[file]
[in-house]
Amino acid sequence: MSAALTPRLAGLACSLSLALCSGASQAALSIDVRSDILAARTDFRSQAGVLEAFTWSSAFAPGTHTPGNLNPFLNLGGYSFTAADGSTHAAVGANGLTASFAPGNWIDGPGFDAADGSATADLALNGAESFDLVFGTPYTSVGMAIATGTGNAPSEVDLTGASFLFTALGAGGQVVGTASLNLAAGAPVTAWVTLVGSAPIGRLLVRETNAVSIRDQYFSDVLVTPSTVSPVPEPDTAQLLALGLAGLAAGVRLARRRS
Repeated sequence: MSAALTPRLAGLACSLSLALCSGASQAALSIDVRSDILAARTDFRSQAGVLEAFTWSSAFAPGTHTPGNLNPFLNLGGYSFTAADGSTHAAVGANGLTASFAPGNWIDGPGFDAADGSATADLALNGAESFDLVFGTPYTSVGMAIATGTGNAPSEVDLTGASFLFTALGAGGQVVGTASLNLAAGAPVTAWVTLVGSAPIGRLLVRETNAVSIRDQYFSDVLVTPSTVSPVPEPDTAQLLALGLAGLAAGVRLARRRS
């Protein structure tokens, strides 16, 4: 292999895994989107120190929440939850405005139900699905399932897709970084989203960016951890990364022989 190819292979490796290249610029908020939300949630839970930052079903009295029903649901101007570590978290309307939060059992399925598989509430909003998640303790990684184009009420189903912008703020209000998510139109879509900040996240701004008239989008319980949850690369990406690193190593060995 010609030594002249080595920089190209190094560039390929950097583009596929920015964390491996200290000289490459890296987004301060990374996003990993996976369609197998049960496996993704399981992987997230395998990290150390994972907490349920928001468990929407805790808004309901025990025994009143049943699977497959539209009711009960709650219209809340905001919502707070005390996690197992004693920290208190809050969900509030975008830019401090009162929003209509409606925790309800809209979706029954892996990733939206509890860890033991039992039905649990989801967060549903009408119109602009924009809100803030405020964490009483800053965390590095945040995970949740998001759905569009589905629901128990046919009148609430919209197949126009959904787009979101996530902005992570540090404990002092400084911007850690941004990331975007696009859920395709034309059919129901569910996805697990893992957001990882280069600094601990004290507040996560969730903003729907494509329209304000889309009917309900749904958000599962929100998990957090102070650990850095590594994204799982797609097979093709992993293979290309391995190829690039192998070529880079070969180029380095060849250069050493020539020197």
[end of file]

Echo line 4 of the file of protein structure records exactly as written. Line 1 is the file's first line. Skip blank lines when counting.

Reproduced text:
């Protein structure tokens, strides 16, 4: 292999895994989107120190929440939850405005139900699905399932897709970084989203960016951890990364022989 190819292979490796290249610029908020939300949630839970930052079903009295029903649901101007570590978290309307939060059992399925598989509430909003998640303790990684184009009420189903912008703020209000998510139109879509900040996240701004008239989008319980949850690369990406690193190593060995 010609030594002249080595920089190209190094560039390929950097583009596929920015964390491996200290000289490459890296987004301060990374996003990993996976369609197998049960496996993704399981992987997230395998990290150390994972907490349920928001468990929407805790808004309901025990025994009143049943699977497959539209009711009960709650219209809340905001919502707070005390996690197992004693920290208190809050969900509030975008830019401090009162929003209509409606925790309800809209979706029954892996990733939206509890860890033991039992039905649990989801967060549903009408119109602009924009809100803030405020964490009483800053965390590095945040995970949740998001759905569009589905629901128990046919009148609430919209197949126009959904787009979101996530902005992570540090404990002092400084911007850690941004990331975007696009859920395709034309059919129901569910996805697990893992957001990882280069600094601990004290507040996560969730903003729907494509329209304000889309009917309900749904958000599962929100998990957090102070650990850095590594994204799982797609097979093709992993293979290309391995190829690039192998070529880079070969180029380095060849250069050493020539020197």